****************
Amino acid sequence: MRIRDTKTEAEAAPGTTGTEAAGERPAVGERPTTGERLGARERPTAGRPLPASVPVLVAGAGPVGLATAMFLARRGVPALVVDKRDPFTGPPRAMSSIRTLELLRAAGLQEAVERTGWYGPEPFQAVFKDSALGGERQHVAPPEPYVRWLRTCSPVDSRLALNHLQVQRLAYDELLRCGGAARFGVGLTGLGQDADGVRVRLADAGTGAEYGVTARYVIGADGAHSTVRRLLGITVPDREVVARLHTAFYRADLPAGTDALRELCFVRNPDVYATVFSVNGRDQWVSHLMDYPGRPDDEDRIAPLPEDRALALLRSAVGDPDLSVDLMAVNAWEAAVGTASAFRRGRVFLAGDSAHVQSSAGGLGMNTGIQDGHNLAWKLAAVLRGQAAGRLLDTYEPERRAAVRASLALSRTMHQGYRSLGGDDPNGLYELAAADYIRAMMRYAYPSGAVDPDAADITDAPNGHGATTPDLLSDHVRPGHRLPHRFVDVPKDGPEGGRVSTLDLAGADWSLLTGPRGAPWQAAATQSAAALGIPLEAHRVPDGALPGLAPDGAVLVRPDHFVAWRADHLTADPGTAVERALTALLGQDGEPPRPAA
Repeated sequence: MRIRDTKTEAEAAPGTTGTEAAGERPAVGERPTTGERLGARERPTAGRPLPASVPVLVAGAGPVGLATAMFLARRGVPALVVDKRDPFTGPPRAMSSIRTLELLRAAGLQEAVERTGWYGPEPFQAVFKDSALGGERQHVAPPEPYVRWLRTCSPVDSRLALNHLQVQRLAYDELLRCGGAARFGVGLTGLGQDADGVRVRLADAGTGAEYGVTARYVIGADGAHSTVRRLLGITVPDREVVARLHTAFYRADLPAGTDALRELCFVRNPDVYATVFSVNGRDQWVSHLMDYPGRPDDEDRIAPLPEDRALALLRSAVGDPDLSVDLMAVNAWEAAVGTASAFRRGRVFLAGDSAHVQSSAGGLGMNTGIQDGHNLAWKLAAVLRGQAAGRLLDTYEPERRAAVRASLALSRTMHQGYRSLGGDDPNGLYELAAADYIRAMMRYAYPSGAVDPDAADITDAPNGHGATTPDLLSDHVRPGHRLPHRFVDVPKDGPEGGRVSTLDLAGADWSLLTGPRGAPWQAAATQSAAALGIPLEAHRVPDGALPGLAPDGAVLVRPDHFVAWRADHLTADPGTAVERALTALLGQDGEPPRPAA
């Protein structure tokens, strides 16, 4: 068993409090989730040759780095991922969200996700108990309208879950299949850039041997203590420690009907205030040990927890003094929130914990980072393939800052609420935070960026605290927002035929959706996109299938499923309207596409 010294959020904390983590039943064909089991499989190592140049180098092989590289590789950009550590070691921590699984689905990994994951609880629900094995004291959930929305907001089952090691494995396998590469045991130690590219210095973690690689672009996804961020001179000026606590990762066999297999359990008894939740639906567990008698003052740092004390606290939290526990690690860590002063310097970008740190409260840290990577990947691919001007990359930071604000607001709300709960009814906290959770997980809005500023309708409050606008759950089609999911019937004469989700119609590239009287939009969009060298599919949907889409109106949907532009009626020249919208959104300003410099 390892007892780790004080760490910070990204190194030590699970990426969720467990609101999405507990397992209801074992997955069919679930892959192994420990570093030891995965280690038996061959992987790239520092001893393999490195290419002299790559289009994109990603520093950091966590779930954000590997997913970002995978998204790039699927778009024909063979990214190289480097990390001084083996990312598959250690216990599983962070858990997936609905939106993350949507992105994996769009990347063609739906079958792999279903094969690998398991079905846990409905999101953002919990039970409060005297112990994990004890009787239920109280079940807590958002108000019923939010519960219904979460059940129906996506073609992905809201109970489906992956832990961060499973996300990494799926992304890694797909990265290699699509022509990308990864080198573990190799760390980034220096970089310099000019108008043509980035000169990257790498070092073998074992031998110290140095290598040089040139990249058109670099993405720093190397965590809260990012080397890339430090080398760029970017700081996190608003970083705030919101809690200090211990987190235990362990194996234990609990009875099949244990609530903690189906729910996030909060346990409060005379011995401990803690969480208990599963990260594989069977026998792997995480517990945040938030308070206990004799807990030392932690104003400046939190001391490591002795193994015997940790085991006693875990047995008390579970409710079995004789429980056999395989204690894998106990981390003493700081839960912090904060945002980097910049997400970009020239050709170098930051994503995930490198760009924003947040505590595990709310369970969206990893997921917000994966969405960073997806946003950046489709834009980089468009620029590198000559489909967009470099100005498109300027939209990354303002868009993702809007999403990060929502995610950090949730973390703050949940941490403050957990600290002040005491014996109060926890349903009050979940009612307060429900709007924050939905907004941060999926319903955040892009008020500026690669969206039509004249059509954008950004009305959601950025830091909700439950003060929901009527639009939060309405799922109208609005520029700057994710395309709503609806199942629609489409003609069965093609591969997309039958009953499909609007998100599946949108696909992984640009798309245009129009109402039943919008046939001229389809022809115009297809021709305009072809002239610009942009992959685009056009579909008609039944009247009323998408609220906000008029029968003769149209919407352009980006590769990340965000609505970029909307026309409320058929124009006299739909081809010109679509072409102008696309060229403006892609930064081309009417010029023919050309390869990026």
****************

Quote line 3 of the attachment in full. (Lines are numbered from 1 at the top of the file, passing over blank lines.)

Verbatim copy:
């Protein structure tokens, strides 16, 4: 068993409090989730040759780095991922969200996700108990309208879950299949850039041997203590420690009907205030040990927890003094929130914990980072393939800052609420935070960026605290927002035929959706996109299938499923309207596409 010294959020904390983590039943064909089991499989190592140049180098092989590289590789950009550590070691921590699984689905990994994951609880629900094995004291959930929305907001089952090691494995396998590469045991130690590219210095973690690689672009996804961020001179000026606590990762066999297999359990008894939740639906567990008698003052740092004390606290939290526990690690860590002063310097970008740190409260840290990577990947691919001007990359930071604000607001709300709960009814906290959770997980809005500023309708409050606008759950089609999911019937004469989700119609590239009287939009969009060298599919949907889409109106949907532009009626020249919208959104300003410099 390892007892780790004080760490910070990204190194030590699970990426969720467990609101999405507990397992209801074992997955069919679930892959192994420990570093030891995965280690038996061959992987790239520092001893393999490195290419002299790559289009994109990603520093950091966590779930954000590997997913970002995978998204790039699927778009024909063979990214190289480097990390001084083996990312598959250690216990599983962070858990997936609905939106993350949507992105994996769009990347063609739906079958792999279903094969690998398991079905846990409905999101953002919990039970409060005297112990994990004890009787239920109280079940807590958002108000019923939010519960219904979460059940129906996506073609992905809201109970489906992956832990961060499973996300990494799926992304890694797909990265290699699509022509990308990864080198573990190799760390980034220096970089310099000019108008043509980035000169990257790498070092073998074992031998110290140095290598040089040139990249058109670099993405720093190397965590809260990012080397890339430090080398760029970017700081996190608003970083705030919101809690200090211990987190235990362990194996234990609990009875099949244990609530903690189906729910996030909060346990409060005379011995401990803690969480208990599963990260594989069977026998792997995480517990945040938030308070206990004799807990030392932690104003400046939190001391490591002795193994015997940790085991006693875990047995008390579970409710079995004789429980056999395989204690894998106990981390003493700081839960912090904060945002980097910049997400970009020239050709170098930051994503995930490198760009924003947040505590595990709310369970969206990893997921917000994966969405960073997806946003950046489709834009980089468009620029590198000559489909967009470099100005498109300027939209990354303002868009993702809007999403990060929502995610950090949730973390703050949940941490403050957990600290002040005491014996109060926890349903009050979940009612307060429900709007924050939905907004941060999926319903955040892009008020500026690669969206039509004249059509954008950004009305959601950025830091909700439950003060929901009527639009939060309405799922109208609005520029700057994710395309709503609806199942629609489409003609069965093609591969997309039958009953499909609007998100599946949108696909992984640009798309245009129009109402039943919008046939001229389809022809115009297809021709305009072809002239610009942009992959685009056009579909008609039944009247009323998408609220906000008029029968003769149209919407352009980006590769990340965000609505970029909307026309409320058929124009006299739909081809010109679509072409102008696309060229403006892609930064081309009417010029023919050309390869990026």